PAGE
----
Trini Foundation's Taylor Hunt is on a quest to save lives

Six months into his sobriety, Taylor Hunt met a woman who changed the course of his life. She spotted him at a 12-step program meeting, and made a beeline for him. “I'm supposed to teach you yoga,” she said.

“I was like, ‘No, you're not teaching me yoga,'” Hunt recalled in a late-September meeting at his Ashtanga Yoga Columbus studio in Clintonville. In his stubbornness, he talked to his sponsor, who asked him what step he was working. And it was number 11: “Sought through prayer and meditation to improve our conscious contact with God.”

“I felt like I had a connection with my higher power, but I didn't have this meditation aspect of this step,” Hunt said. “And right as I began that step, this lady walked into my life.”

After turning her down six times, Hunt finally gave yoga a chance. And he described the second class as the most powerful thing that ever happened to him.

“It was the first time I think I learned how to love myself or felt like I was worthy,” he said. “It was transformational. … I'm still doing it. This is the same train. It's never stopped.”

Roughly 12 years later, Hunt not only teaches Ashtanga yoga — a therapeutic system linking breath with movement — but helps others overcome addiction through the meditative practice. He is the executive director of the Trini Foundation, which provides scholarships to yoga studios for people in recovery, as well as economically disadvantaged individuals.

The organization also brings yoga to treatment centers and prisons, and trains teachers to become trauma-sensitive in their approach. And from Tuesday through Sunday, Oct. 9-14, Hunt will host a series of classes and a forum on yoga and addiction recovery to benefit the foundation.

If divine paths exist, it appears Hunt has found the one made for him. Even in the midst of his alcohol and heroin addiction, he said he knew he was supposed to be doing something different. That gnawing feeling created shame and remorse, which he continuously tried to numb.

“It took me almost 15 years of drinking and using before I got to a spot where I was like, ‘I'm sick and tired of being sick and tired,'” he said. “What I realized is that this disease that I had was progressive and fatal.”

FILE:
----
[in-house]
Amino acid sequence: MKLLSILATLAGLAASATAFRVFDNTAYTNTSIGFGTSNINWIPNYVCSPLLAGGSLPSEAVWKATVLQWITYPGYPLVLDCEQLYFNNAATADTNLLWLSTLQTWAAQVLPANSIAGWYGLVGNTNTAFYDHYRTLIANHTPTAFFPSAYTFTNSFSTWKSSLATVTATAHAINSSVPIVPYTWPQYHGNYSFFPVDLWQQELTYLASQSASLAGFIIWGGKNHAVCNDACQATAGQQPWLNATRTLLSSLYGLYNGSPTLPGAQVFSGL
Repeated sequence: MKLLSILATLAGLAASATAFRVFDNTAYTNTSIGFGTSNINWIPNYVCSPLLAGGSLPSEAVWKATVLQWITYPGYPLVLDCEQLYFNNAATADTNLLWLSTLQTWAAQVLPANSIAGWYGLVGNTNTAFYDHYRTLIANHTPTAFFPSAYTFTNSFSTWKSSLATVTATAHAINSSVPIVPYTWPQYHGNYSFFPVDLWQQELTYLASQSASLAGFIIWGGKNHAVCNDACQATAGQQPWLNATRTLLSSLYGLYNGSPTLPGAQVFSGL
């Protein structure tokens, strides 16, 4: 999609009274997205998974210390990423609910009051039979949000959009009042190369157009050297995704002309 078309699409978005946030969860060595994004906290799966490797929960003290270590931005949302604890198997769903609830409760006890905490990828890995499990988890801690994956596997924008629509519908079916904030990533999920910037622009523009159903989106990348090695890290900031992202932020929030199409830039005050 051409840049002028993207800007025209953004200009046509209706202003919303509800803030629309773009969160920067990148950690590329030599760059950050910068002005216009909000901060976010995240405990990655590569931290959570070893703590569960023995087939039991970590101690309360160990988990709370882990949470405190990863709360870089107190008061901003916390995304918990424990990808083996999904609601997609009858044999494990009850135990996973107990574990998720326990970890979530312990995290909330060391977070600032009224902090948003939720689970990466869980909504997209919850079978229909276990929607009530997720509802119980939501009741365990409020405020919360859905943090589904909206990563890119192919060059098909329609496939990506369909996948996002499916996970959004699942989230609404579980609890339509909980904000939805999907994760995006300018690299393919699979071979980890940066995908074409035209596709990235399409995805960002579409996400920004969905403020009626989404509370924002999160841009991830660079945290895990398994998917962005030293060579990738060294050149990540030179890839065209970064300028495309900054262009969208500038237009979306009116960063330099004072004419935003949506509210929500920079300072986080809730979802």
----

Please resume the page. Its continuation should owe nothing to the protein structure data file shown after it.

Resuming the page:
Hunt cites his parents' divorce as an early source of pain. “I didn't have the tools that I needed in order to deal with the emotions that I was experiencing,” he said. “When I took the first drink [as a teenager], I never stopped drinking. … I blacked out the first time that I drank.”

A turning point occurred in his mid-20s, when his ex-wife found him in a drug house. “She busted in the door and she drug me out by my collar,” he recalled. “She put me in the car and then drove me right to the treatment center.”

With the exception of visiting the cafeteria to eat his first real meal in months, he was confined to a room where he weathered withdrawal symptoms. “I got on my knees and I was like, ‘If you can get me out of this one, I'll be willing to do whatever it takes in order to get sober,'” Hunt said. For the first time in years, he had a decent night's sleep, and woke up wanting to live.

“I don't know if it was God's grace. I don't know if it was because I ate the food. I don't know if it's because I got eight hours of sleep. … Maybe you could say it's all of them,” he said. “From that day, I never really looked back.”

In 2016, Hunt published his autobiography, A Way From Darkness. Hunt's wife, Jessica, and yoga instructor Dawn Blevins were on hand to help him with the editing process.

“We sat for hours and recorded his story,” Blevins said. “It was hard for me to sit and listen to the things that he talks about in his past and even really connect that with the person that I saw sitting in front of me. So it helped me to see how someone could really transform their life and leave addiction behind, and then use that as inspiration to help other people, too.”

Blevins assisted the Hunts with opening the Trini Foundation that same year.

“After I wrote my book, I was like, ‘I don't want to be the only person that had this success with yoga,'” Hunt said. Today, the foundation has 50 partner studios throughout the country, and about 50 teachers. Each year, they've been able to raise approximately $100,000 for assistance — a feat Hunt attributes to concern about the growing opioid epidemic.

In addition to forming partnerships with more studios, Hunt would like to see the Trini Foundation get into advocacy work. And he'd like to train more teachers, and see even more lives transformed with yoga.

“Addicts might not see progress in any other aspect of their lives, but when they come in here, they're seeing that their body is changing,” he said. “Instead of panicking when things get difficult, like in a yoga posture, they're able to figure out a way to calm their mind. … It's like, ‘I put in work in the yoga room. … I can translate that lesson that I'm learning in here into the world.'”